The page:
Cyprus is adding the new generating capacity in order to alleviate electricity shortages during the summer tourism season. The Mitsui unit has a long history of building, operating and maintaining diesel generating systems. Since its founding, it has built more than 150 generator facilities in 50 countries.
Last October, it clinched a 10bn yen order from a Kenyan power company. The Danish firm was acquired by Mitsui Engineering in 1990.
MAN Diesel to construct largest power plant in Costa Rica
German-based engine builder MAN Diesel has been awarded a contract from Fideicomiso Garabito, a trust created by Costa Rica’s state-owned electric power utility Grupo ICE (Instituto Costarricense de Electricidad) and Banco de Costa Rica (BCR) for the design and construction of a diesel power plant at Garabito near the city of Puntarenas.
From December 2010, eleven of MAN Diesel’s most powerful medium-speed engines, the eighteen cylinder, vee-configuration type 18V48/60 operating on heavy fuel oil are scheduled to feed 200 MW of electrical power into Costa Rica’s national grid.
When completed the power plant will be the biggest in Costa Rica, supplying approximately 10 per cent of the nation’s total installed electrical capacity. The value of the contract for MAN Diesel is more than €190m ($246m).
Costa Rica is counted among the stable and fast growing economies of Central and South America. At 4 per cent to 8 per cent per year, growth in energy demand has been correspondingly high. To date, Costa Rica has been in a position to cover around 80 per cent of its electrical power from hydroelectric plants.
This is, however, becoming increasingly difficult and the country is dependent on alternative sources of energy, especially during the dry season, which lasts from November to May.
To bridge the shortfall, in future Grupo ICE will rely on diesel power stations.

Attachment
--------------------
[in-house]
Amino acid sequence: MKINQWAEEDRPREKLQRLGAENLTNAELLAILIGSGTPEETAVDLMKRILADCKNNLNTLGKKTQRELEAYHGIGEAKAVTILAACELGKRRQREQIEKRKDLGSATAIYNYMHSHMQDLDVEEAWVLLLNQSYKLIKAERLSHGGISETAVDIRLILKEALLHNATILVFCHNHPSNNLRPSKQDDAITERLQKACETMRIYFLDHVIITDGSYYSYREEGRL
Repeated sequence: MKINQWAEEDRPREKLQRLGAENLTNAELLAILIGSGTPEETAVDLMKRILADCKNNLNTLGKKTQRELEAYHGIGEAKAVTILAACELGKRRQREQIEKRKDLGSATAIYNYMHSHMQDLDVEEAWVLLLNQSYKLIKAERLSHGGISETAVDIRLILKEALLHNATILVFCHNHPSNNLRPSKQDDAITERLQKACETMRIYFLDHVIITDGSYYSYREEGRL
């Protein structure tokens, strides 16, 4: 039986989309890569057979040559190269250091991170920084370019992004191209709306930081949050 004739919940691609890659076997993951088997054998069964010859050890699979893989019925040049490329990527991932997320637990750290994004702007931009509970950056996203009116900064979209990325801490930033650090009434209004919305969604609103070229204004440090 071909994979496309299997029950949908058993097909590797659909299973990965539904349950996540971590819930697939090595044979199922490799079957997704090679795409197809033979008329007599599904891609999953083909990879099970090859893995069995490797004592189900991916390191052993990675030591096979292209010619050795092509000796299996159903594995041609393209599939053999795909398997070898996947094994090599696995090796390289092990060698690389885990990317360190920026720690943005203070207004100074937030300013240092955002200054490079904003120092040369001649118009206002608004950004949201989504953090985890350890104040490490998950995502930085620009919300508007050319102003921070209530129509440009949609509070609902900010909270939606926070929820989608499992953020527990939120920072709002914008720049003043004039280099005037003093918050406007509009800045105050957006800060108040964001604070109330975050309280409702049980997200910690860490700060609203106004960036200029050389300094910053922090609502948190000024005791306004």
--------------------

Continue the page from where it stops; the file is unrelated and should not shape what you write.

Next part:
Accordingly, MAN Diesel will equip the new power station at Garabito with state-of-the-art exhaust gas treatment systems. An electrostatic particle precipitator (ESP) will use electrostatic separation to remove particles from the engine exhaust gases.
With this measure and the intrinsically clean combustion of the advanced 48/60 four-stroke engine, the emissions of the Garabito plant will comply with Costa Rica’s local emissions limits and those of the World Bank.
MAN Diesel‘s ability to offer low emissions, fuel efficient power stations from a single source was the decisive factor in the award of the contract. In both the development of tourism one of the country’s largest sources of income and its major national investments, Costa Rica insists on sustainable solutions and environmental compatibility. For this reason, it is the only Latin American country unwilling to build coal fired stations.
For MAN Diesel the construction of the Garabito power station is an important step in expanding its business activities in Central and South America. Following the record order from French energy supplier Electricité de France PEI SAS in October 2008, the Grupo ICE contract is MAN Diesel’s second major contract from a national energy utility.